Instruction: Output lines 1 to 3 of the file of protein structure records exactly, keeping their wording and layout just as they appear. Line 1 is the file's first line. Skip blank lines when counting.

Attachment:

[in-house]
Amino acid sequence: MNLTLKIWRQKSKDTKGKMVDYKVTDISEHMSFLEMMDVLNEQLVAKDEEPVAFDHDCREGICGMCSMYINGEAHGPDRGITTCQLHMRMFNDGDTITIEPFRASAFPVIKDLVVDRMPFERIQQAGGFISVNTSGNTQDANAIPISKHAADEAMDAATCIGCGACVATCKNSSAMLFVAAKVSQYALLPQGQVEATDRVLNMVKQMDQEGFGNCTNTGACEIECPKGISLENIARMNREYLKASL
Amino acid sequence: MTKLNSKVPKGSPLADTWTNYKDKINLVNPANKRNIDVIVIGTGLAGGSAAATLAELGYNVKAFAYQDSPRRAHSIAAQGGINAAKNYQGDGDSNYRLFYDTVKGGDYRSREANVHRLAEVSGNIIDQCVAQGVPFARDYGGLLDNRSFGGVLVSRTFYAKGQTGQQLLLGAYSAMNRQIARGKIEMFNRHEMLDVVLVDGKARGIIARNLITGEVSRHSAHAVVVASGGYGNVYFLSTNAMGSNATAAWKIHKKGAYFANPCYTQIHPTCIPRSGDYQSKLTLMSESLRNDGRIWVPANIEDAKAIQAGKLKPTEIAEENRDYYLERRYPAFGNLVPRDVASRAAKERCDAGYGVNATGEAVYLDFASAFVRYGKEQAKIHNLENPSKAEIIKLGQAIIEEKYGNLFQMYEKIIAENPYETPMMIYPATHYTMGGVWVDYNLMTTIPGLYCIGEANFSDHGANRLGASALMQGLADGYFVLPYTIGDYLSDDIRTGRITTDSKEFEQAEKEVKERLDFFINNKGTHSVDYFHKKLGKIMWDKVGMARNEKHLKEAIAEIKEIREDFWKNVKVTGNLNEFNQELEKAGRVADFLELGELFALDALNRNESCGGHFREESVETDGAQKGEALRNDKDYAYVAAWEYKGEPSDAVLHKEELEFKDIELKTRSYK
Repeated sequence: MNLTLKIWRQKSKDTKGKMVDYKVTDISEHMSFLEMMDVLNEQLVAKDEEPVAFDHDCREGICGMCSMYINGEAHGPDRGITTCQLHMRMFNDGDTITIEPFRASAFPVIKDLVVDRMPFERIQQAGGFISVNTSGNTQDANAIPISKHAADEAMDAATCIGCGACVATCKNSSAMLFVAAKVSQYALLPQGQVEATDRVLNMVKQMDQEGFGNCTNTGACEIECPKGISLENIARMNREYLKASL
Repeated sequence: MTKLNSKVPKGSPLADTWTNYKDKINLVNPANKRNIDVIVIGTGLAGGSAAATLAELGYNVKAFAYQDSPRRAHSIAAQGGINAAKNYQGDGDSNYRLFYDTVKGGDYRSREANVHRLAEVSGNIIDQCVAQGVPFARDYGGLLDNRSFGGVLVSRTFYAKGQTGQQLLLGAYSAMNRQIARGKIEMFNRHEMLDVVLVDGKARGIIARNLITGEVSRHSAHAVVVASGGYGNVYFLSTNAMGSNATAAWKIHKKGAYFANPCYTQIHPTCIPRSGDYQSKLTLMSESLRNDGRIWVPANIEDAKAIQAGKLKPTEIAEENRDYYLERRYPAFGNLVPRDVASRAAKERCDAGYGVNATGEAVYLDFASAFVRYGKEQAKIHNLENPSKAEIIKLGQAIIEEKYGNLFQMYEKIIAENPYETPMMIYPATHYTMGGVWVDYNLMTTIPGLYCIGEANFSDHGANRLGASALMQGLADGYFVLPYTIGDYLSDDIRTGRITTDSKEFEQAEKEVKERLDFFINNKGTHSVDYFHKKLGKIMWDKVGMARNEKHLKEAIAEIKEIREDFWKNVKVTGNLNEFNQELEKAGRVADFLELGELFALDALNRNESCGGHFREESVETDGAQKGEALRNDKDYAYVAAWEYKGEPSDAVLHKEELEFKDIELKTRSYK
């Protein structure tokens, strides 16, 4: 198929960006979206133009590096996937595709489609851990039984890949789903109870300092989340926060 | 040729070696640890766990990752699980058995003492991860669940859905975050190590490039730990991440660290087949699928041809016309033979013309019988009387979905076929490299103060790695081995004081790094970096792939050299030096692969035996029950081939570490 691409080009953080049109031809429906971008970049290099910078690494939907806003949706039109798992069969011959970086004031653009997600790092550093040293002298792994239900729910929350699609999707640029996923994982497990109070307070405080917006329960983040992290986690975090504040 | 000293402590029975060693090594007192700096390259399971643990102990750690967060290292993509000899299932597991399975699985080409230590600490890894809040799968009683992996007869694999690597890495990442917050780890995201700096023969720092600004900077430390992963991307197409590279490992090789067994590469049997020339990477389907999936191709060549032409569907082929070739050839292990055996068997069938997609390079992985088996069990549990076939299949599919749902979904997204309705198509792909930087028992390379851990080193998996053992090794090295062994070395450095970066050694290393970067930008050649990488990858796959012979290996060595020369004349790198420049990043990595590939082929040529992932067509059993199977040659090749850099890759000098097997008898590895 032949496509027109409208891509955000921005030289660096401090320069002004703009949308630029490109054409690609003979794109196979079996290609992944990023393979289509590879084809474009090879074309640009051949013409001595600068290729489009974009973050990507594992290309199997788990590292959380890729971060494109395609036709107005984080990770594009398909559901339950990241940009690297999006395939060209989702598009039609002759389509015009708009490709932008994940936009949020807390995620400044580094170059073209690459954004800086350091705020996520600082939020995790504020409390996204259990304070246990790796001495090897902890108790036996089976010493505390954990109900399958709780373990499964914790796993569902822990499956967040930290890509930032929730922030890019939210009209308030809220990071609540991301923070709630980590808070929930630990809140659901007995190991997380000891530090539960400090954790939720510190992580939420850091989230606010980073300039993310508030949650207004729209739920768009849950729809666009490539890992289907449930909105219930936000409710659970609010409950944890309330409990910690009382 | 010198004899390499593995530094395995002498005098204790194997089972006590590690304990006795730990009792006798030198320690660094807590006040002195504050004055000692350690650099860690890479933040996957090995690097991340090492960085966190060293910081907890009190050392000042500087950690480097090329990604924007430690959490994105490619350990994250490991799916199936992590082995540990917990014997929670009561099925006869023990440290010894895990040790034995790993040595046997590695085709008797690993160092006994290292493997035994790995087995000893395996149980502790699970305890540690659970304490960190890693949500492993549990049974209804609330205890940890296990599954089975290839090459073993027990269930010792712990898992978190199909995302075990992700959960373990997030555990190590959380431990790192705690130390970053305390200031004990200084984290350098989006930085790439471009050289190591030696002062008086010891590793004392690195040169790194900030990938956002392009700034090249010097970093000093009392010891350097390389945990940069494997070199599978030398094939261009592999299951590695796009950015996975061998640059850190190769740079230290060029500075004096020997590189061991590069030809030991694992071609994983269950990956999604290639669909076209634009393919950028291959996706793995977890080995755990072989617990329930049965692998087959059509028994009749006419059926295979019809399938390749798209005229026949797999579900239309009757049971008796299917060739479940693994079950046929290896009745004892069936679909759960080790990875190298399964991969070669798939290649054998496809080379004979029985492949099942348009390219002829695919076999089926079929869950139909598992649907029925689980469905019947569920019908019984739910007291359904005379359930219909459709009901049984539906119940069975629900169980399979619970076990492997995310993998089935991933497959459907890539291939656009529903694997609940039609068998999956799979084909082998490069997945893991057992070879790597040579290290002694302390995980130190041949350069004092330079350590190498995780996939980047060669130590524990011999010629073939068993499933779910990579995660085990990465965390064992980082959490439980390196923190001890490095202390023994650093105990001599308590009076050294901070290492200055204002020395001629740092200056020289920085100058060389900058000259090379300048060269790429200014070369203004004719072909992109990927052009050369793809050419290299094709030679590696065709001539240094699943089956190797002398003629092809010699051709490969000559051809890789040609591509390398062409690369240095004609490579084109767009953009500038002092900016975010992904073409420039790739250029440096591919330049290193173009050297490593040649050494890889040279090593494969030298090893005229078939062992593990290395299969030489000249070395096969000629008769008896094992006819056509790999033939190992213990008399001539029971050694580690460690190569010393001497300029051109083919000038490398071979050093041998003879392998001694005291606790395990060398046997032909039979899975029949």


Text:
[in-house]
Amino acid sequence: MNLTLKIWRQKSKDTKGKMVDYKVTDISEHMSFLEMMDVLNEQLVAKDEEPVAFDHDCREGICGMCSMYINGEAHGPDRGITTCQLHMRMFNDGDTITIEPFRASAFPVIKDLVVDRMPFERIQQAGGFISVNTSGNTQDANAIPISKHAADEAMDAATCIGCGACVATCKNSSAMLFVAAKVSQYALLPQGQVEATDRVLNMVKQMDQEGFGNCTNTGACEIECPKGISLENIARMNREYLKASL
Amino acid sequence: MTKLNSKVPKGSPLADTWTNYKDKINLVNPANKRNIDVIVIGTGLAGGSAAATLAELGYNVKAFAYQDSPRRAHSIAAQGGINAAKNYQGDGDSNYRLFYDTVKGGDYRSREANVHRLAEVSGNIIDQCVAQGVPFARDYGGLLDNRSFGGVLVSRTFYAKGQTGQQLLLGAYSAMNRQIARGKIEMFNRHEMLDVVLVDGKARGIIARNLITGEVSRHSAHAVVVASGGYGNVYFLSTNAMGSNATAAWKIHKKGAYFANPCYTQIHPTCIPRSGDYQSKLTLMSESLRNDGRIWVPANIEDAKAIQAGKLKPTEIAEENRDYYLERRYPAFGNLVPRDVASRAAKERCDAGYGVNATGEAVYLDFASAFVRYGKEQAKIHNLENPSKAEIIKLGQAIIEEKYGNLFQMYEKIIAENPYETPMMIYPATHYTMGGVWVDYNLMTTIPGLYCIGEANFSDHGANRLGASALMQGLADGYFVLPYTIGDYLSDDIRTGRITTDSKEFEQAEKEVKERLDFFINNKGTHSVDYFHKKLGKIMWDKVGMARNEKHLKEAIAEIKEIREDFWKNVKVTGNLNEFNQELEKAGRVADFLELGELFALDALNRNESCGGHFREESVETDGAQKGEALRNDKDYAYVAAWEYKGEPSDAVLHKEELEFKDIELKTRSYK